papoyyo_thumb.jpg"If you are an independent you have zero marketing money. [And] if someone asks you for exclusivity and it's going to help you to bring out your product into the market, I think that can be good. Sometimes, I think it's the only way to get something out."- Minority Media co-founder Vander Caballero

Minority Media's debut title Papo & Yo, telling the idiosyncratic story of a boy escaping into his imagination in a Brazilian favela, arrived on Steam last week after months spent as a PlayStation Network exclusive. Speaking with Kotaku, creative lead and studio co-founder Caballero remarked on exclusivity being good for one's game.

"The PS3 release was one of the top sellers on PSN," said Caballero. "[Papo & Yo] cost $1.5 million to make and we've already made part of our investment back. Hopefully, we are going to get the other part on Steam and make some profit."

Caballero remains gracious toward Sony, with whom Minority Media established an exclusive deal in exchange for funding. "Sony really helped us to push the game out and make people know about it," Caballero explained. "They really helped us in the development, too. It was an amazing relationship."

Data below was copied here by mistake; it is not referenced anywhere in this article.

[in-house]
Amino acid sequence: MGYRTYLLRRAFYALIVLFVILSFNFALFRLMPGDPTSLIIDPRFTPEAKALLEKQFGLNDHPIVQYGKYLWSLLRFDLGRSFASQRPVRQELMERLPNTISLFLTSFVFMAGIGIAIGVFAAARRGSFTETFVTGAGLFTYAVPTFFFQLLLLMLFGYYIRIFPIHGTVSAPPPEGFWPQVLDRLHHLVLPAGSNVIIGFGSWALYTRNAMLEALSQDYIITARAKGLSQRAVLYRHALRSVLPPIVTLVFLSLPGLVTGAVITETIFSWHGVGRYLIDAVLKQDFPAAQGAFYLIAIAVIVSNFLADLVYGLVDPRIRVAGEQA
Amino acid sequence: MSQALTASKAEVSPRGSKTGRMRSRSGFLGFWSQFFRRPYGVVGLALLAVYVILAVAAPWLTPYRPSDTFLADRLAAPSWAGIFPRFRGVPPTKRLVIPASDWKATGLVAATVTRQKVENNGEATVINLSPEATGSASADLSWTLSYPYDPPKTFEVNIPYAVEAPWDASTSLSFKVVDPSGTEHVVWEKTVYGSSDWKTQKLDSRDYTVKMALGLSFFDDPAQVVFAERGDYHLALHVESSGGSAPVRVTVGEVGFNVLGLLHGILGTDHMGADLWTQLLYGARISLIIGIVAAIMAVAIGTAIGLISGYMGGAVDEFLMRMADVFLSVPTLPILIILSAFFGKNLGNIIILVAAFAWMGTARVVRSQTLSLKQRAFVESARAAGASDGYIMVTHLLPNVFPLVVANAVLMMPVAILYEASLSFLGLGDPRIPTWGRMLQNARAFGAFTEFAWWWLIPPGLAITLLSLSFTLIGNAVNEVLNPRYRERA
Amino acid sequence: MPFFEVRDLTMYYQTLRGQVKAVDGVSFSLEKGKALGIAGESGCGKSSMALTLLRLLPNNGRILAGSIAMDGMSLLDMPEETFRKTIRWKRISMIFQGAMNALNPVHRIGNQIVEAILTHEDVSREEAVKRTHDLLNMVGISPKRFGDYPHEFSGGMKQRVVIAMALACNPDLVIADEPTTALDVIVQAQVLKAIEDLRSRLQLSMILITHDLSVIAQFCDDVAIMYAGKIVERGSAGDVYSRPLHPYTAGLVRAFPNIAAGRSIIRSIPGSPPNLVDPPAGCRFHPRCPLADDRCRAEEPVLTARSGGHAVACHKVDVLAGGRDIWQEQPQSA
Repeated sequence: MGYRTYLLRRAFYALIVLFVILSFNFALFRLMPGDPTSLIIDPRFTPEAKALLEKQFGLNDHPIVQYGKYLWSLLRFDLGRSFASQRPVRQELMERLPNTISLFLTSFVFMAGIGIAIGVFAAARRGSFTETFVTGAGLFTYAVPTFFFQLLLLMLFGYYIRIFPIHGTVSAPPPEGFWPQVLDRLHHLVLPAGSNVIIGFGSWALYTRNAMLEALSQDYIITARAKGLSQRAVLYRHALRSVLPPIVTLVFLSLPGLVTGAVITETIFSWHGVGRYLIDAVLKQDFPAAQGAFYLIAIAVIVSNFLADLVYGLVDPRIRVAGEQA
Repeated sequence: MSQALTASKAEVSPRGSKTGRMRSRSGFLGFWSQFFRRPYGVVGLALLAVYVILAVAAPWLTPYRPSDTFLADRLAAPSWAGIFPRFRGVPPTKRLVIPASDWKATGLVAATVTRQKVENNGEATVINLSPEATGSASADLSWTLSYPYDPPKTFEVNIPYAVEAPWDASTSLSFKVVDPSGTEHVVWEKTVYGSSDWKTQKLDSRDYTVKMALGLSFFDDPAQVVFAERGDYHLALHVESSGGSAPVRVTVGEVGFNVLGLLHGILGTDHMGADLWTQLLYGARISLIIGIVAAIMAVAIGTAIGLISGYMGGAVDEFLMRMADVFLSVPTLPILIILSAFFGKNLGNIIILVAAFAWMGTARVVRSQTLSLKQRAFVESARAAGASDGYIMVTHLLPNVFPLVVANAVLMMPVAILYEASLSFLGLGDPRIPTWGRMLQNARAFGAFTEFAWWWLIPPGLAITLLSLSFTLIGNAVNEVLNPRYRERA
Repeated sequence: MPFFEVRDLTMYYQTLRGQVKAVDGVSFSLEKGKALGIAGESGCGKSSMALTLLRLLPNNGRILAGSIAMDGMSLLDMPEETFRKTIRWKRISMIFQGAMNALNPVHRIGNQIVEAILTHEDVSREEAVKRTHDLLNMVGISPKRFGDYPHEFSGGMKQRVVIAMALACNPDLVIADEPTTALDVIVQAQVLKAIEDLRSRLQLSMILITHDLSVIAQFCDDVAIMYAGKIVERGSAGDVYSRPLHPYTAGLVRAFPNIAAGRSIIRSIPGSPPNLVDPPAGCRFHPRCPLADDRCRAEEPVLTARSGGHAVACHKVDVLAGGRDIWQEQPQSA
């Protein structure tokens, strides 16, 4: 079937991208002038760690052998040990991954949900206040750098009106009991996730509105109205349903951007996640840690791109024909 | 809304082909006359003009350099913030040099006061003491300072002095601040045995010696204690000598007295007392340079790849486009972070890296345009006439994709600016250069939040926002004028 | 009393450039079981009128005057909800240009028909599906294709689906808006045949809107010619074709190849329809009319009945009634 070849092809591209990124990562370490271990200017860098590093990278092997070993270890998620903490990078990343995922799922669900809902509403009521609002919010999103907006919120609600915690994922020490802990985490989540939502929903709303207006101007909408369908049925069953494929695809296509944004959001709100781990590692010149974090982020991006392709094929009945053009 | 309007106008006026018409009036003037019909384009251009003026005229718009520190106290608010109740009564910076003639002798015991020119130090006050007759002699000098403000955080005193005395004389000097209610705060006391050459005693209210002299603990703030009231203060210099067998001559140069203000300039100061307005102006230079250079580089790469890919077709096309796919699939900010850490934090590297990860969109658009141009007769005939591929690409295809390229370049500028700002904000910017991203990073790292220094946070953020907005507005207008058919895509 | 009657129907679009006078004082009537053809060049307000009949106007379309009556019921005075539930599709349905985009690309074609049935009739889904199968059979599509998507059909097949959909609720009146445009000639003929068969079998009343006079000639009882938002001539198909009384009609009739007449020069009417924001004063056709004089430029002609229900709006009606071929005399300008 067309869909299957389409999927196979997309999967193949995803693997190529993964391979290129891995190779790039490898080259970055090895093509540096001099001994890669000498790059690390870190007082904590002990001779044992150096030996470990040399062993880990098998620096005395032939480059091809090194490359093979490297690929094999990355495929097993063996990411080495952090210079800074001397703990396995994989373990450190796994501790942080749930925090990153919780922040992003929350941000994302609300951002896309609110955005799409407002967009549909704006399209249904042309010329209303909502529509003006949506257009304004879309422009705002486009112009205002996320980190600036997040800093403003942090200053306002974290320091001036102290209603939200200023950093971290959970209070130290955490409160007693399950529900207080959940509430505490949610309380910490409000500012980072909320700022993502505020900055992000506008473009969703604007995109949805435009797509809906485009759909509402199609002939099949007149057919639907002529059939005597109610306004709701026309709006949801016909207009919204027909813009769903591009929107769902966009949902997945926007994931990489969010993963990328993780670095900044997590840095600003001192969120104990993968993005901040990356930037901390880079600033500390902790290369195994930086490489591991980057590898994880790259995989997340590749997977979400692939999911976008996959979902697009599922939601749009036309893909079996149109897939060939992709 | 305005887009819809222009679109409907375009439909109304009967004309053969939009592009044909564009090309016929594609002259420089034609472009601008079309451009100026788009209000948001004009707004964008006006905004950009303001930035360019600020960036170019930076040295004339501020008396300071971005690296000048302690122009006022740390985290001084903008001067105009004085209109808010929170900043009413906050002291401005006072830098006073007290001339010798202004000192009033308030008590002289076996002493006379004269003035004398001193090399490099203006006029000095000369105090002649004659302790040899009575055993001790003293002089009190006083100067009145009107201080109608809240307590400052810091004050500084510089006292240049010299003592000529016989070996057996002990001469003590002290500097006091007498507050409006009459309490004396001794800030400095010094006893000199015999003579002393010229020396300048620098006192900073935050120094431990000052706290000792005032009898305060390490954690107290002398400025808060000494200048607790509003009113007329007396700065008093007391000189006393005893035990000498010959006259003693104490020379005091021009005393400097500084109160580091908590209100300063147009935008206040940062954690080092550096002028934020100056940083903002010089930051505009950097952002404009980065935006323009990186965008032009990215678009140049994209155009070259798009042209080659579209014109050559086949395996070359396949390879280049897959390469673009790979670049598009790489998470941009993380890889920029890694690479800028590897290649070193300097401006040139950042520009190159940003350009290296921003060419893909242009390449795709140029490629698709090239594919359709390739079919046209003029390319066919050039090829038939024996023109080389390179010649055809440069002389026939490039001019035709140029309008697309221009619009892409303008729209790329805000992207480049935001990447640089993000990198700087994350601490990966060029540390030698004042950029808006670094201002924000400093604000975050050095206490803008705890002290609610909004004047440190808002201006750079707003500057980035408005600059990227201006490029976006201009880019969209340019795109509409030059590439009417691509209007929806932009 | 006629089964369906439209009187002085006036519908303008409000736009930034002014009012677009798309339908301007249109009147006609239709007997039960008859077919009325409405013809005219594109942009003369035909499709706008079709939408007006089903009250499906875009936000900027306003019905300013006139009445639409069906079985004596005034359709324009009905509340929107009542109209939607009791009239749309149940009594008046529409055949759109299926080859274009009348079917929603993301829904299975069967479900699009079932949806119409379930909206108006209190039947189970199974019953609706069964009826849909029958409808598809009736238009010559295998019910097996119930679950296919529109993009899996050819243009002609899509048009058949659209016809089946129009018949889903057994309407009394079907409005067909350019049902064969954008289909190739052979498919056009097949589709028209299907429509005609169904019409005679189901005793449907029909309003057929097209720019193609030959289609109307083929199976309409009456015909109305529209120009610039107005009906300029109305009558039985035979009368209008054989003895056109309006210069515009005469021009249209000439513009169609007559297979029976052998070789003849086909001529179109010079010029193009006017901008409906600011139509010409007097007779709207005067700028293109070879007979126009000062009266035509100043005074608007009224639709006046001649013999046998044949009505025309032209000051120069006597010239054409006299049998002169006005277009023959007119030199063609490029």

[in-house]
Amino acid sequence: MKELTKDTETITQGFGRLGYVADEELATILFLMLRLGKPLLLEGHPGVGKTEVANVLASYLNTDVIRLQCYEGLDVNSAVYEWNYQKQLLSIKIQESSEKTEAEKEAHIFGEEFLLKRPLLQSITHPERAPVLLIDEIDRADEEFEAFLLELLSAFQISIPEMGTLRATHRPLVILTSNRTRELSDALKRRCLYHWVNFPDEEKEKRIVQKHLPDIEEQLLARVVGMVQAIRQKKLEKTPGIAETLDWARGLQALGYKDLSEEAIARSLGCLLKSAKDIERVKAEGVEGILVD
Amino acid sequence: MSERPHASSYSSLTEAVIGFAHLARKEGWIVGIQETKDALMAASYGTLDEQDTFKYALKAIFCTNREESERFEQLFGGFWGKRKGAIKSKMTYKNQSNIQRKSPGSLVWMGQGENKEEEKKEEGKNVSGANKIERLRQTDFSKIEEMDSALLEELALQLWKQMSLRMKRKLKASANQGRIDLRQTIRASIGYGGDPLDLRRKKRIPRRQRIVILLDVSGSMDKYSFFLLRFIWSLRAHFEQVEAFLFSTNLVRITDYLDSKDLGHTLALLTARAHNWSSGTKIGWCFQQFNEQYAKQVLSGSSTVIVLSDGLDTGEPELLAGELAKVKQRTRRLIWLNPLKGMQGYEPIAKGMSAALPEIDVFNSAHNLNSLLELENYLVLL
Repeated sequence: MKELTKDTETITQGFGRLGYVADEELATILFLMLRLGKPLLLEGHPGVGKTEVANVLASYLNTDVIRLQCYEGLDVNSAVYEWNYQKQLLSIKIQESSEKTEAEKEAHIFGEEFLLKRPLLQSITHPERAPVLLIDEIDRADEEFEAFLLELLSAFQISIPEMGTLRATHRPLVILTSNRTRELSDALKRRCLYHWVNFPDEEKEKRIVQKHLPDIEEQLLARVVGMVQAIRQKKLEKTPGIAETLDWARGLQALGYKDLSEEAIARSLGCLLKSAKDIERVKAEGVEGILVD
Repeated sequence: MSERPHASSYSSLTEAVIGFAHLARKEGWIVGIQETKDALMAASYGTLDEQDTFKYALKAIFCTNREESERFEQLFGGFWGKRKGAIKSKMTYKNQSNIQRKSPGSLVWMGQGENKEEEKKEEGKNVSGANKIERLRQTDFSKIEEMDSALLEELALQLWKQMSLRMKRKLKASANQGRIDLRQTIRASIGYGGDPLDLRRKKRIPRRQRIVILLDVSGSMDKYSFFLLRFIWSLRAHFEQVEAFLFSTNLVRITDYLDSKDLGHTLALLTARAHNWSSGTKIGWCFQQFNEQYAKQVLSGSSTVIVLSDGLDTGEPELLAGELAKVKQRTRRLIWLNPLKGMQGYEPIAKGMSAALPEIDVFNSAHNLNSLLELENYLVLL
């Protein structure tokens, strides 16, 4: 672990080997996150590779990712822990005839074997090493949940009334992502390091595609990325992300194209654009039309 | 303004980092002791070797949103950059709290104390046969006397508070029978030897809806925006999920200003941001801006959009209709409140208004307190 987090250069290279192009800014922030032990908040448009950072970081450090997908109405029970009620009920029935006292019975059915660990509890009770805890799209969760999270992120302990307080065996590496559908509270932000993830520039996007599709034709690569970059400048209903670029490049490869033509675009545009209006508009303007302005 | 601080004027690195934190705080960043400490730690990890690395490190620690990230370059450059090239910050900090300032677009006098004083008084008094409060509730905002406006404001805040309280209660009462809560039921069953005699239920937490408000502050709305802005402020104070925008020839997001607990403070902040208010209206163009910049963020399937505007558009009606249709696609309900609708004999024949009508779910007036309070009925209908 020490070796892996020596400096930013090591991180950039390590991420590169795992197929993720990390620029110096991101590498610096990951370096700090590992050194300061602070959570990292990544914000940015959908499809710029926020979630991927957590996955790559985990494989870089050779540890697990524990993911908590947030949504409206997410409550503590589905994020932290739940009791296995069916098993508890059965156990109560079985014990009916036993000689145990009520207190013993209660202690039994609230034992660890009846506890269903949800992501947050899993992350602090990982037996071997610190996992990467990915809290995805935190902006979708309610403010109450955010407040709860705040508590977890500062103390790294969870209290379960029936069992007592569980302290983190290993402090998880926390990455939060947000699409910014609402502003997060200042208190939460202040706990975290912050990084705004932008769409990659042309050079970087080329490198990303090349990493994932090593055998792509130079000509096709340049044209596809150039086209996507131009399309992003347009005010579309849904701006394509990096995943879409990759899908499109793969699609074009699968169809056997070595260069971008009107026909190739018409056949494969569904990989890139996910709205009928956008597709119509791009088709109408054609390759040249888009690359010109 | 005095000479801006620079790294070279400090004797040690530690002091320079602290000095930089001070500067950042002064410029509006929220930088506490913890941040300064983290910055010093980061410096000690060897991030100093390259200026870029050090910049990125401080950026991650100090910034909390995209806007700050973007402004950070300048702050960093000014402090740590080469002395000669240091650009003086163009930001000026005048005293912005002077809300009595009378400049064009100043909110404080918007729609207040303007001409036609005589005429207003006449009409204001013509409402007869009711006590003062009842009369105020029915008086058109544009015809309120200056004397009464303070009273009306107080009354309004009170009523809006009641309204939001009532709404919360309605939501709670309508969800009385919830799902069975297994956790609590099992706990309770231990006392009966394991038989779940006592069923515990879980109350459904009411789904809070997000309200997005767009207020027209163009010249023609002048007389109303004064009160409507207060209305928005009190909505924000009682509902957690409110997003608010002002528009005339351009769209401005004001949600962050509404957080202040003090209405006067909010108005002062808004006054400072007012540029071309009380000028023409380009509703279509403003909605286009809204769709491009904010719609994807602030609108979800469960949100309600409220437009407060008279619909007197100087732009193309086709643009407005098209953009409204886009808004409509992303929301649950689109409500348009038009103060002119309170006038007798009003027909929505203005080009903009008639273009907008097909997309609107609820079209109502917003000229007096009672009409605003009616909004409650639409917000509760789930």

[Kris Ligman wrote this originally for sister site Gamasutra]

Perspective, Nitronic Rush join 10-year Digipen cast in Mario Party-like game

April 23, 2013 11:55 PM | John Polson

The self-proclaimed first-ever Digipen crossover freeware game, Barry's Magical Escape: Digipen Ball-stars Edition for Windows, is for 1 to 8 players and is based on the Bumper Balls mini game from Mario Party. Players must roll around to bump others off stages and avoid hazards, while taking the risk of collecting random items that can help or hurt.